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Medium power audio amp chips?

Discussion in 'Electronic Components' started by Ken Finney, Nov 9, 2004.

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  1. Ken Finney

    Ken Finney Guest

    Anyone have recommendations for "newer" audio amplifier chips, something
    like the LM383 that National discontinued some years back? Something like 7
    Watts, either mono or stereo is what I need.
     
  2. If this is just for single-shot, grab a car radio lying around (or buy
    one at a garage sale for a few dollars) and extract the audio amp from
    it.

    Michael
     
  3. Ken Finney

    Ken Finney Guest

    Unfortunately, it is a low volume production and/or a magazine article.
     
  4. Ken Finney

    Ken Finney Guest

    I had a person suggest the LM4752. Exactly what I was looking for,
    can't believe I didn't find it on my own. I guess I shouldn't search
    for parts late at night.
     
  5. A guy I know had a low power amp - under ten watts - that he wanted to
    repair and I found after looking online that the company no longer made
    the chip - sorry. So it's highly advisable to check the datasheet for
    the device you're going to use to make sure it's currently in
    production. And hopefully will stay in production.

    Or else, just build it out of discrete parts. Amps are simple, and if
    the amp dies, you can fix it with commonly available parts. If you use
    a single amp chip, you're tied to that chip for the future. The way
    some manufacturers have addressed this "problem" has been to make the
    amplifier circuit into a module, with a standard pinout to connect to
    the 'box' it's in. If the amp chip goes obsolete, just discard the
    module and put another newer module in, with a newer chip in it. Or a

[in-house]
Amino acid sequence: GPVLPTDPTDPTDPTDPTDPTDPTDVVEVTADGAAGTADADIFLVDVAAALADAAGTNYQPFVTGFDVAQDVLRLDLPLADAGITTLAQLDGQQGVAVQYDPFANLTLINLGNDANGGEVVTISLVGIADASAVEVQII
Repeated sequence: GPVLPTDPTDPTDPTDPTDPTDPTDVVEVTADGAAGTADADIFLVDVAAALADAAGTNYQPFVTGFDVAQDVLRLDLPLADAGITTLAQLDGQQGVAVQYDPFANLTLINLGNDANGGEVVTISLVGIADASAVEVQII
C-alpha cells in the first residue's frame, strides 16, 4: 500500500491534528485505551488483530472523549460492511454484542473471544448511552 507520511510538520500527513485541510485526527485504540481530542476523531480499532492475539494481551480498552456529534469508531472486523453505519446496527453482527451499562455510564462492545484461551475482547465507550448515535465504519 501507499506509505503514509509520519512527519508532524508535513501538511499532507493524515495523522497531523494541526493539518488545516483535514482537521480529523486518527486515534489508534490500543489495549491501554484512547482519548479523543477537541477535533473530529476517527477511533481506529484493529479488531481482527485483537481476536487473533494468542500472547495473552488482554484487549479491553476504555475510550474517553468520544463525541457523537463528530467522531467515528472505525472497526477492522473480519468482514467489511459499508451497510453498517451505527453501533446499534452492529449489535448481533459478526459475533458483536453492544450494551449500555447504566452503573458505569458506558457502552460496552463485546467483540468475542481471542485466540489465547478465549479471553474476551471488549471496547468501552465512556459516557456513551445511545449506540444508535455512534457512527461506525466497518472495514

module with discretes on it. ;-)

    Or else, just make the whole amp box disposable. :-O
     
  6. Tim Shoppa

    Tim Shoppa Guest

    TDA2611A is mono and 5W and extremely popular in consumer
    gadgets.

    LM384 is 5W too.

    NatSemi has a pretty good chart if you go to their website
    (http://www.national.com/) and look up their "Boomer" (<3W) and
    "Overture" (>3W) selection charts.

    Some of the newest parts are surface mount only.

    If you only have, say, 5V supply and need more than 5W out of an
    8 ohm speaker then there are some specialized audio PA chips
    that have a small switching power supply on them.

    Tim.
     
  7. Ken Finney

    Ken Finney Guest

    Despite all the election nonsense here, I'm amazed about the
    signal to noise ratio on this newsgroup! Thanks.
     
  8. Or, as the case whenever there is limited voltage available, use
    a bridged amplifier. Easy to find in car radios, as I pointed out.

    Michael
     
  9. Jim Weir

    Jim Weir Guest

    Ya know, I've had that problem with every chip I've designed in since the
    venerable uA706 from Fairchild back in the early '70s. They all go obsolete
    about ten minutes after you sign off on the design.


    I've finally settled on a cookbook PNP-NPN comp-symm output stage with a cheap
    low power NPN splitter and an NPN driver in a single LM324 opamp stage providing
    gain. Much less cost than a chip (under a buck), damn near drives to the
    rail(s) and will never be obsoleted in my lifetime.

    I'll send along a pdf if you want...email


    Jim




    "Ken Finney" <>
    shared these priceless pearls of wisdom:

    ->Anyone have recommendations for "newer" audio amplifier chips, something
    ->like the LM383 that National discontinued some years back? Something like 7
    ->Watts, either mono or stereo is what I need.
    ->
     
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